R and I spent quite a bit of time in the garden today: I pruned the rest of the roses in the back garden, and R dug out a lot of bramble. Being former farm land, our entire plot is riddled with bramble and ivy, and we have to wage a constant war of attrition on the stuff, but obviously it’s easier to extract while the soil is as damp and soft as it is at the moment.

While I was working my eye was caught by this nicely lit clump of snowdrops underneath a Viburnum judii in the rose bed, and I thought that they’d make a good subject for a seasonal photo. There’s both ground ivy (Glechoma hederacea) and Hedera helix in this shot, but only the Hedera is condemned to be removed – “ground ivy” isn’t actually ivy at all, but is a kind of dead-nettle, and because insects appreciate its small purple flowers I allow it free rein as a ground cover plant. You can also see a lot of leaf litter here, and that’s a deliberate choice: I leave my borders messy like this over the winter to give protection to hibernating insects, and also to the new shoots of early spring plants, and I won’t be tidying at ground level for another four to six weeks.

On the subject of hibernating insects, the extra today is a rather unseasonal shot of one that should be, but wasn’t. We generally find a lot of harlequin ladybirds in the house during the winter (though this year there have been very few), but I believe this is the first time I’ve ever found a 2-spot (Adalia bipunctata). It turned up on the trackpad of my Mac late last night, and when it was still there early this morning I realised I’d have to try to rescue it: they shouldn’t be up and about so early in the year when there are very few prey invertebrates around for them to eat, but the house is too warm for hibernation. I could have popped it into some of the leaf litter in the garden, but the recent storm has left that pretty wet, which isn’t ideal with a cold snap forecast, and in the end I decided to place it in the ivy on top of the old farm wall, which is dry, with pockets of deep cover, and where I frequently find ladybirds during the season. I carried it out on a slip of paper, from which it wasn’t keen to be dislodged, but in the end I persuaded it onto this shoot, and managed to get my first invertebrate shots of the year as it trundled along it. Eventually it reached the thick tangle on top of the wall, and disappeared down inside it. I don’t have much hope that it will survive, but I’ve at least given it a chance.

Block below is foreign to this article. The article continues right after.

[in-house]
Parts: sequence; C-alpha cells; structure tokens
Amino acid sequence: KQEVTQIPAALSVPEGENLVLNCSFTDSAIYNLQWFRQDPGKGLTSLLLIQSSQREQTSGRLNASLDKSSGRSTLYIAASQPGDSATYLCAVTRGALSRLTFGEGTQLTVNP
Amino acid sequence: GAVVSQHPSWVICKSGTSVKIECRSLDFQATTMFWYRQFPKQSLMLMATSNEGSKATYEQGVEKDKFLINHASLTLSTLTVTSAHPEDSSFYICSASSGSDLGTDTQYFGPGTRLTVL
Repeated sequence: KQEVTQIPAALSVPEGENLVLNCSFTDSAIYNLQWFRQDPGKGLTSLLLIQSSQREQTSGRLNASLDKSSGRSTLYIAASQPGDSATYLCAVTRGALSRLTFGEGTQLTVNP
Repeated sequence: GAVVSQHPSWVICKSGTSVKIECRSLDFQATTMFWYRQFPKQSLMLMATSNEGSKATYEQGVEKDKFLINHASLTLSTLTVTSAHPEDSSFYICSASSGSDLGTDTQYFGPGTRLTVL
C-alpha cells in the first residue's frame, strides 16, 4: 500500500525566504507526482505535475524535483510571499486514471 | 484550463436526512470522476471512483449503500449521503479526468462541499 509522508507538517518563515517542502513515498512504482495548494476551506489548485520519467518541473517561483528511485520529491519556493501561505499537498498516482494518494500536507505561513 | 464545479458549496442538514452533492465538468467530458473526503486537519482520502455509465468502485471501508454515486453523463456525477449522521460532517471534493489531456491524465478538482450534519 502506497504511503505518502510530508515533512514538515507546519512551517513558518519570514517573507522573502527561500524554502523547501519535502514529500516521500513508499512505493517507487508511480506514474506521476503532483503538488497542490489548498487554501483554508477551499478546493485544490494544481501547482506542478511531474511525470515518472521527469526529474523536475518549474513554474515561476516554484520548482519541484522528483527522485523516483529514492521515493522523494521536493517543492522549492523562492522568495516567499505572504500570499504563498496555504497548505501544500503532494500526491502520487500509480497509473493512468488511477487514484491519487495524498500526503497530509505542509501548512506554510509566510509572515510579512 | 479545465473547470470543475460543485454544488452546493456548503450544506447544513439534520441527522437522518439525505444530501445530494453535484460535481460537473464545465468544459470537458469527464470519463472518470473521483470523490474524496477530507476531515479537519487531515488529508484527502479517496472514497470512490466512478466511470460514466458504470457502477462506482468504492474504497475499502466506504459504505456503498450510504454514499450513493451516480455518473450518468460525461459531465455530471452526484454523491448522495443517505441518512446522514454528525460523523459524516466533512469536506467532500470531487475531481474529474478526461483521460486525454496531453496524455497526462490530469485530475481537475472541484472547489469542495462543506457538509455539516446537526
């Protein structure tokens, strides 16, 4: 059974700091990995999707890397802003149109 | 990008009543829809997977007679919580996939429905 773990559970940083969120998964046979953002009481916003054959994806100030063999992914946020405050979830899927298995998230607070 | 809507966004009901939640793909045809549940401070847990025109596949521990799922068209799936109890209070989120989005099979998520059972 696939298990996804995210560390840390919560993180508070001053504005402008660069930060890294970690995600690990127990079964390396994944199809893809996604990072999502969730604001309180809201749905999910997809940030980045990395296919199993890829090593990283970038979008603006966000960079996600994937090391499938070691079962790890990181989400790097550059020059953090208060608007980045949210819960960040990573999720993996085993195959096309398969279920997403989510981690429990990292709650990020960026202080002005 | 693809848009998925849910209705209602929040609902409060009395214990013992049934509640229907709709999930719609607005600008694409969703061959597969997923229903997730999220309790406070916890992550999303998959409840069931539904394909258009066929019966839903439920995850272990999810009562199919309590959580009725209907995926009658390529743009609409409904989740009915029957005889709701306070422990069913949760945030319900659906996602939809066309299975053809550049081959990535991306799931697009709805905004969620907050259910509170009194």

2021 birds:
36 Greenfinch